Italy seen in recession as GDP contraction deepens in Q4
ROME (Reuters) - Italy's economic slump is expected to have deepened in the fourth quarter of 2011, tipping the euro zone's third-largest economy into a recession that is expected to last well into this year.
Gross domestic product probably shrank 0.5 percent in the fourth quarter from the previous three months, according to the median forecast of a Reuters poll of 34 economists.
That would mark a deterioration from a 0.2 percent decline in GDP in the third quarter, and herald a recession, which is officially defined as two consecutive quarters of falling economic output.
Weak consumer demand, investments and exports and a 2.1 percent slump in industrial output over the fourth quarter all point to an accelerated decline in economic activity as Italy suffered the effects of the euro zone debt crisis, which has weakened confidence, and as global demand slowed.
Italy's national statistics office ISTAT is set to release a preliminary estimate for fourth-quarter GDP at 0900 GMT on Wednesday.
Analysts said they expected the recession to continue at the start of 2012, though possibly at a slower pace following a robust monthly rise in industrial production in December.
"There are real factors arising from the government's fiscal tightening and from the financial crisis ... that will keep Italy in recession in the first two quarters of 2012 ahead of a gradual recovery in the second half," said Paolo Mameli from Intesa Sanpaolo.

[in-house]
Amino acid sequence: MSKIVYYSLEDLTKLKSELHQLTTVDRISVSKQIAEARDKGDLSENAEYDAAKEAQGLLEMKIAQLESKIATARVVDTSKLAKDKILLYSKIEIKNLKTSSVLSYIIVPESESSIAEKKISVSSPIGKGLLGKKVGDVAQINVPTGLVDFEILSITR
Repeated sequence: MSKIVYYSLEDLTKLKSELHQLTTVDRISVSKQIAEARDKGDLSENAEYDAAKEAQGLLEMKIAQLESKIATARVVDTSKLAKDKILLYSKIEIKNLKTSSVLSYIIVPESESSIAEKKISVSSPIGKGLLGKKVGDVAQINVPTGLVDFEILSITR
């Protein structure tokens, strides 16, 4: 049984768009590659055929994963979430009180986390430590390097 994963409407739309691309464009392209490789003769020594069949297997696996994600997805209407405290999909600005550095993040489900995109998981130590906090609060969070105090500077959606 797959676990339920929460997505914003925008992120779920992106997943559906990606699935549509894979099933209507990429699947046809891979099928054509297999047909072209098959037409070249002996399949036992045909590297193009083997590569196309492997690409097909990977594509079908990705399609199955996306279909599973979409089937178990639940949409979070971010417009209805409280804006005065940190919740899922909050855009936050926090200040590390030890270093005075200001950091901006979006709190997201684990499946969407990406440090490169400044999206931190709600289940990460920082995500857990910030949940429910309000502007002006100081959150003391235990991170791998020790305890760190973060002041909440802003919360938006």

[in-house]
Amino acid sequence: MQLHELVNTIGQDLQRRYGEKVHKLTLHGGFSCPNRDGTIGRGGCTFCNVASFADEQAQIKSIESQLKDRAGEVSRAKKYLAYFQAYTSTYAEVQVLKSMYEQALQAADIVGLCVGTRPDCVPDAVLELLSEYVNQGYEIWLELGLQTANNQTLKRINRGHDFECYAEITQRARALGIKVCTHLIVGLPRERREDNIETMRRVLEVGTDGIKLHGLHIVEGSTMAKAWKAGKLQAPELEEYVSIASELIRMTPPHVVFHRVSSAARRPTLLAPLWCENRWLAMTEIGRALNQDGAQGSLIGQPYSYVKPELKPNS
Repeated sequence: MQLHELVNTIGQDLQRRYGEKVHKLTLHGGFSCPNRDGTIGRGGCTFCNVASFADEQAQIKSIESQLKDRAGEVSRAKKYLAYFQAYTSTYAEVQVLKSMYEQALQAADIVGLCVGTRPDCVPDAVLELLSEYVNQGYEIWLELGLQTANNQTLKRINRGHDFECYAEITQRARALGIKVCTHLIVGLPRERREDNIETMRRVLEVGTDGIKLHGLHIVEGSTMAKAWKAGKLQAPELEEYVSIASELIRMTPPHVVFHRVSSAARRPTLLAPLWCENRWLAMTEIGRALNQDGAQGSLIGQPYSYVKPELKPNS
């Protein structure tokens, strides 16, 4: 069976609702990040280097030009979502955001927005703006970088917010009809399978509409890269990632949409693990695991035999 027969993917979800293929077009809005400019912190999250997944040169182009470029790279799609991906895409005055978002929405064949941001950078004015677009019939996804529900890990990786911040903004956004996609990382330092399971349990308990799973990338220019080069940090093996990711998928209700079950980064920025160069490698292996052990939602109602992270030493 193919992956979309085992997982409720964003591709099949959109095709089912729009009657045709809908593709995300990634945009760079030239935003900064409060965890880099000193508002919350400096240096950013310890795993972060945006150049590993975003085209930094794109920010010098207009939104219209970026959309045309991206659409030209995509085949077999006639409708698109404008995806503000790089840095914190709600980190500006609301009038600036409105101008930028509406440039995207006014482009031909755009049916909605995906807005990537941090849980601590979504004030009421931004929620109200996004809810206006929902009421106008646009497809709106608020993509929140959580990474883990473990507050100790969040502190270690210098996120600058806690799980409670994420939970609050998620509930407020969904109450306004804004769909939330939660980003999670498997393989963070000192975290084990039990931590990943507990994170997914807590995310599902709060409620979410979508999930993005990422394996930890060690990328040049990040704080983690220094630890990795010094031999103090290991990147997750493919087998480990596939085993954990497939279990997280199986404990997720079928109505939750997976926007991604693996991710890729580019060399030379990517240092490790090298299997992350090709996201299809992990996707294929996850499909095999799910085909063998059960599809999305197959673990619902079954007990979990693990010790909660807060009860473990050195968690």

Mario Monti's government passed an austerity plan in December which includes tax hikes, public spending cuts and pension reform, that is set to weigh on growth in the short-term.
The Bank of Italy said last week the economy would shrink by around 1.2 percent this year if a recent fall in state borrowing costs is maintained, while the fall would be even steeper if bond yields rise again.
Italian bond yields surged last year as financial markets became worried that the country's high debt could make it the next euro zone candidate to seek an international bailout.
While markets are still concerned about euro zone debt, Italian borrowing costs have come down from a peak in November, helped by the European Central Bank's offer of cheap funds to banks, which has reduced the risk of a credit crunch.
(Reporting By Giulio Piovaccari, writing by Catherine Hornby; Editing by Susan Fenton)
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